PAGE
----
USS Spruance (DDG 111) became the newest member of the Navy's Pacific fleet after being placed in commission during a sunset ceremony at Naval Air Station Key West Oct. 1.
The new destroyer honors legendary Adm. Raymond Spruance, whose calm and decisive leadership at the Battle of Midway contributed to a pivotal American victory during World War II.
Vice Chief of Naval Operations Adm. Mark E. Ferguson III delivered the ceremony's principal address. "We welcome the USS Spruance and her crew to the fleet," said Ferguson.
"Wherever she sails, this ship will honor Admiral Spruance's legacy as the 'quiet warrior' who displayed uncompromising integrity and a powerful intellect, while giving the nation victories at sea in time of war. "Ellen Spruance-Holscher, the ship's sponsor and granddaughter of the ship's namesake, gave the order to "man our ship and bring her to life" prompting the crew of 285 officers and enlisted personnel to run aboard and officially begin the ship's life.
Simultaneously, the ship's systems were activated. Movement of the ship's Close-In Weapons System (CIWS) gun, sounding of alarms, rotation of fire-control radars and a prolonged whistle blast showed approximately 3,400 guests in attendance that the ship was ready for service to the Navy and our country. Cmdr. Tate Westbrook, of Murfreesboro, Tenn., is the ship's first commanding officer and spoke of the advanced weapons systems on Spruance and credited his Sailors with an outstanding effort preparing to operate them.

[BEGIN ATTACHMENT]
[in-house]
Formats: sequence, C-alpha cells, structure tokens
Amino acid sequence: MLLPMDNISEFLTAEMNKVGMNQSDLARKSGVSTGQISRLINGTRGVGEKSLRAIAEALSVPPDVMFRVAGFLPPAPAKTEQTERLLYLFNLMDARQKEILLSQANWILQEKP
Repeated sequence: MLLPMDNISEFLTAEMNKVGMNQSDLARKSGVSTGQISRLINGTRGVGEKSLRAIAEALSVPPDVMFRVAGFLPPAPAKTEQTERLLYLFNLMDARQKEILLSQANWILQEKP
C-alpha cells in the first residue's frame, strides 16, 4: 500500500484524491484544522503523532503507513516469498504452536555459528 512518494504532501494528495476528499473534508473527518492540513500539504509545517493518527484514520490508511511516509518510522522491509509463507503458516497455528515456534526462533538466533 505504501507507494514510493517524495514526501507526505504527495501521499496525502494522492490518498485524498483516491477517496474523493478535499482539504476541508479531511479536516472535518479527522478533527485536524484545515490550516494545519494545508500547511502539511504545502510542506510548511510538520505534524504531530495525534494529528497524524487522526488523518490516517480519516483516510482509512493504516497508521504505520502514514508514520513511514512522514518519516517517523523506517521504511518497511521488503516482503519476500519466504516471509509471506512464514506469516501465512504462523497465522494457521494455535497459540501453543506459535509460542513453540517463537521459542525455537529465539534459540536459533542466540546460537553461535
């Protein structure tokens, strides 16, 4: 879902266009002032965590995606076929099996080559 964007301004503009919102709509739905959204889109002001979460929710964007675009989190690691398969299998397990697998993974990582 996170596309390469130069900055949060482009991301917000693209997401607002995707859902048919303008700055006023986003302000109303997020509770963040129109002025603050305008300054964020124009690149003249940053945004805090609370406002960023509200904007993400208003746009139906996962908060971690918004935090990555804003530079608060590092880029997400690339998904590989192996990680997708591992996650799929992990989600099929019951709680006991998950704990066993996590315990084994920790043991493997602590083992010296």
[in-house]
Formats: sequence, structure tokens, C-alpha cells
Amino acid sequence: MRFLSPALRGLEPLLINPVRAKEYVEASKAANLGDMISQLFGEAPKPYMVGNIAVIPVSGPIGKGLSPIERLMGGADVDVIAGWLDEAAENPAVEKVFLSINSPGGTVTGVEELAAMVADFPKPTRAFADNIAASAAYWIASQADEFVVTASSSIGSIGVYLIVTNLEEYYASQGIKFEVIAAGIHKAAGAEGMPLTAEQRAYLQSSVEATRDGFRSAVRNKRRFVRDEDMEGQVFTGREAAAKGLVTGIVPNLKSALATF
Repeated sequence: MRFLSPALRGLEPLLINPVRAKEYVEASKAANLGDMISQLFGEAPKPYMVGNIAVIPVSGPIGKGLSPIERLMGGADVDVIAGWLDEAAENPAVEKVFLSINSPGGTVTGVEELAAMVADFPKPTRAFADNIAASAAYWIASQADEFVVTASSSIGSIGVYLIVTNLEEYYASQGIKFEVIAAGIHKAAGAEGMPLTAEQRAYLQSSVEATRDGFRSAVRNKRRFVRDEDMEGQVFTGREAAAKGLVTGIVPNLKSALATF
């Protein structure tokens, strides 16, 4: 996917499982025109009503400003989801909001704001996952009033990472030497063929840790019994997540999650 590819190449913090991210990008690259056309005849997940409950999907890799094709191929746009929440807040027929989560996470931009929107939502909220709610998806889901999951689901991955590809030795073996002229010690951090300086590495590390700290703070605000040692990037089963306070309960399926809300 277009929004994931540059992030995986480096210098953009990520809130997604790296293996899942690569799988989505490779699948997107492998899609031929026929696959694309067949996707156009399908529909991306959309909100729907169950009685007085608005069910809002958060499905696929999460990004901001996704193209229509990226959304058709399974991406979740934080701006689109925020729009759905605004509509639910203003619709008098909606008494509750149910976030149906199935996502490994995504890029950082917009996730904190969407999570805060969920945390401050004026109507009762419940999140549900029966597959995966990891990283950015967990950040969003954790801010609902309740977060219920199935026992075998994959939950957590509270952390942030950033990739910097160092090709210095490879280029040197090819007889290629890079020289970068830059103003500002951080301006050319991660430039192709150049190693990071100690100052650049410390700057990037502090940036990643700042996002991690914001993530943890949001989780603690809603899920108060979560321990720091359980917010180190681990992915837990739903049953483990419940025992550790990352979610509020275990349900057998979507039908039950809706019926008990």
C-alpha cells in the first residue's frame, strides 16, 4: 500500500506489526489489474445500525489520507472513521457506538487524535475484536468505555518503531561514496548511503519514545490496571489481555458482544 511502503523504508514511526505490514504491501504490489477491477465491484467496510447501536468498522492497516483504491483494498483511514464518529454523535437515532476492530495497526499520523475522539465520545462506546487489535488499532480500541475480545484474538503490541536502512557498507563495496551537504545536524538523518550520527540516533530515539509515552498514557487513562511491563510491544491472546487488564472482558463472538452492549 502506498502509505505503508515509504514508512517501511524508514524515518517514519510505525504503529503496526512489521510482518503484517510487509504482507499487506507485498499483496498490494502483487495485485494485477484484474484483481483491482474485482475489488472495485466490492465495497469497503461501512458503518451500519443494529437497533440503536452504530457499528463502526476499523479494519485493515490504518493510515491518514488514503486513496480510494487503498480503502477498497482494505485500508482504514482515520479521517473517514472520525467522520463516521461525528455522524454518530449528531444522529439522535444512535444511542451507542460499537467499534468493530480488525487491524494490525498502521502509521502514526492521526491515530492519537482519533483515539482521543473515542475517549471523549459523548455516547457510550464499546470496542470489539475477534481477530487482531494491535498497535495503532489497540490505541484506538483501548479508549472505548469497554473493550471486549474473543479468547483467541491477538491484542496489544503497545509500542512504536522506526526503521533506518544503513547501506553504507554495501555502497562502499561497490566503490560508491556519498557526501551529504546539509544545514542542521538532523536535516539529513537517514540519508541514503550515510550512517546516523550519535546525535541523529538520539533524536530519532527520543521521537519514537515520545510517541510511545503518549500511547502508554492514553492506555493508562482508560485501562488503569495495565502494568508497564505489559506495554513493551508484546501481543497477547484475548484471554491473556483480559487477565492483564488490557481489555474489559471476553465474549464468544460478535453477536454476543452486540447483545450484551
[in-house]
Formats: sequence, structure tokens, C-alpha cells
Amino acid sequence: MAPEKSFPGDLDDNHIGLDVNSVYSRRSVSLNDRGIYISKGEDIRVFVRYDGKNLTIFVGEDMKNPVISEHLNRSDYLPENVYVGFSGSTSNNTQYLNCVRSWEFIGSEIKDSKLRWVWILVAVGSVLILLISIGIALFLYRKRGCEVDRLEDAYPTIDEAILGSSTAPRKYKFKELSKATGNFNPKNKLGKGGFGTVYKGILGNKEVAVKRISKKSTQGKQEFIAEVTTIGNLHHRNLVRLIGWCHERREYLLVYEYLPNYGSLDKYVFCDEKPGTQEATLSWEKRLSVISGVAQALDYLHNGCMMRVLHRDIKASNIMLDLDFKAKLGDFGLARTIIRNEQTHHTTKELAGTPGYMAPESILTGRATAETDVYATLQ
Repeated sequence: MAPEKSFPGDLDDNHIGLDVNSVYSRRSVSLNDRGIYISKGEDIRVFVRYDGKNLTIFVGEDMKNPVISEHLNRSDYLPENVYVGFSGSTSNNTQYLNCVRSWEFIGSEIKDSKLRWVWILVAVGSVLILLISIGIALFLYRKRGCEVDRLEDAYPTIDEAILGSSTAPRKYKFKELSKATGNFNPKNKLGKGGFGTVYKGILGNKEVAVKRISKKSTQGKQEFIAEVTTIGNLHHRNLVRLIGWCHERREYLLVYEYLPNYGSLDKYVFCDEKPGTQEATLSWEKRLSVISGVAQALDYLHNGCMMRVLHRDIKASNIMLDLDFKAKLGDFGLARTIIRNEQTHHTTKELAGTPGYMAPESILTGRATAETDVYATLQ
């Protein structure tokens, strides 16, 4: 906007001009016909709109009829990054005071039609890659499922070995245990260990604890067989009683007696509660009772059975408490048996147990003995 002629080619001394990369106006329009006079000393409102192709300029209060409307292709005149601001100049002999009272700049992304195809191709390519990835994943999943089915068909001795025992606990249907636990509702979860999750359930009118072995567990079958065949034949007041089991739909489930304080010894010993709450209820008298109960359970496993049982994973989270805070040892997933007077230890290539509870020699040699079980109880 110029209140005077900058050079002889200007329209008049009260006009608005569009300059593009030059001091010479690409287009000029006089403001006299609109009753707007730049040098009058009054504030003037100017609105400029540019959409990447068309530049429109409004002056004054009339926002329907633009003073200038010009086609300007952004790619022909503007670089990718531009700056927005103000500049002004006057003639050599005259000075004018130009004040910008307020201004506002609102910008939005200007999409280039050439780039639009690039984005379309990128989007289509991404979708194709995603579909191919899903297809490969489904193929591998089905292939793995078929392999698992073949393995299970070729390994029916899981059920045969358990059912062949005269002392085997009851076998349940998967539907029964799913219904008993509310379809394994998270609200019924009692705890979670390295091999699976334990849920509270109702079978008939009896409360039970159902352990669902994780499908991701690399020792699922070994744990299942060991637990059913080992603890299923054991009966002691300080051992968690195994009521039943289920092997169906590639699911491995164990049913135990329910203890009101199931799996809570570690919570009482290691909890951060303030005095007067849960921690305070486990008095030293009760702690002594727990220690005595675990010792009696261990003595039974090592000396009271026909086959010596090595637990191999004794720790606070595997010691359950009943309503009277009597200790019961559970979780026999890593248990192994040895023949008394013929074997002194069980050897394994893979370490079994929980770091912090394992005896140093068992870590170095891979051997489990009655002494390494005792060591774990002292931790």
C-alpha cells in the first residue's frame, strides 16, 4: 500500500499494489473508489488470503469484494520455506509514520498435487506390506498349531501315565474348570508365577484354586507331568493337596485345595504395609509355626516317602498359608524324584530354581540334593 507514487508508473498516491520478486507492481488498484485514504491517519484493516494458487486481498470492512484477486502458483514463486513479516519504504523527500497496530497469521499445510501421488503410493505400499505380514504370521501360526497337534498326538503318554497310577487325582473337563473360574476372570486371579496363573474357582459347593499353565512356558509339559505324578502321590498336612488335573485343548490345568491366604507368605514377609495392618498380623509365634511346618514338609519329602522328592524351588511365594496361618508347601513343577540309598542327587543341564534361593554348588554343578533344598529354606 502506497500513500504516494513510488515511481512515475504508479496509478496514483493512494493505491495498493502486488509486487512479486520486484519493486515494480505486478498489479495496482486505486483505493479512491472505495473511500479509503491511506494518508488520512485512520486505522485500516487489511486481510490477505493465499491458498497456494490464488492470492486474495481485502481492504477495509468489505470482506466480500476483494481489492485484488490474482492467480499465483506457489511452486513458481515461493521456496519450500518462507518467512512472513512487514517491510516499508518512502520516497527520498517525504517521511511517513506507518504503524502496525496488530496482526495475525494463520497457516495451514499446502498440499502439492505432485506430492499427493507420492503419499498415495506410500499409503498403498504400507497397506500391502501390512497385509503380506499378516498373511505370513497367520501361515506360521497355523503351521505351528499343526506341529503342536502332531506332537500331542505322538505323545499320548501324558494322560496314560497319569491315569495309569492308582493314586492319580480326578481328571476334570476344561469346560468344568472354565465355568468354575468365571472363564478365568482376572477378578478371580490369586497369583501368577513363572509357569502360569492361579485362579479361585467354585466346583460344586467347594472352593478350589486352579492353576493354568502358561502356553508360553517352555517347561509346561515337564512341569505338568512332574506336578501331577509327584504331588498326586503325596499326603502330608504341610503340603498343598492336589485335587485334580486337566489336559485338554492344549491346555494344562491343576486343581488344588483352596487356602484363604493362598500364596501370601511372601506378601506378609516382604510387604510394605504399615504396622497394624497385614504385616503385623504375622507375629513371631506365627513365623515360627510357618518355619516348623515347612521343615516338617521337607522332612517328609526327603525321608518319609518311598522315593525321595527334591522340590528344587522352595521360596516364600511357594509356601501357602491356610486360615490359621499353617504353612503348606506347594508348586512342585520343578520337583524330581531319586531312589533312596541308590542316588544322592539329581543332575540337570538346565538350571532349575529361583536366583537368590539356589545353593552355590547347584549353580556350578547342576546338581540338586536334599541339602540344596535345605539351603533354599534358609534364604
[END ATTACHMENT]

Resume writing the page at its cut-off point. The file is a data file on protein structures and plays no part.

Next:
"Spruance's crew has trained for years to sharpen their skills to employ those capabilities," said Westbrook. "On board Spruance, through many long hours, they have sharpened their swords."
Spruance, the 61st Arleigh Burke-class destroyer and the second Navy ship to bear the name, will be able to conduct a variety of operations, from peacetime presence and crisis management to sea control and power projection. Spruance will contain myriad offensive and defensive weapons designed to support maritime warfare and be capable of fighting air, surface and subsurface battles simultaneously.
The 9,200-ton Spruance was built by Bath Iron Works in Bath, Maine. The ship is 509 feet in length, has a waterline beam of 59 feet, and a navigational draft of 31 feet. Four gas turbine engines will power the ship to speeds in excess of 30 knots. Spruance will proceed to her initial homeport of San Diego Oct. 3 as the newest member of Destroyer Squadron 23.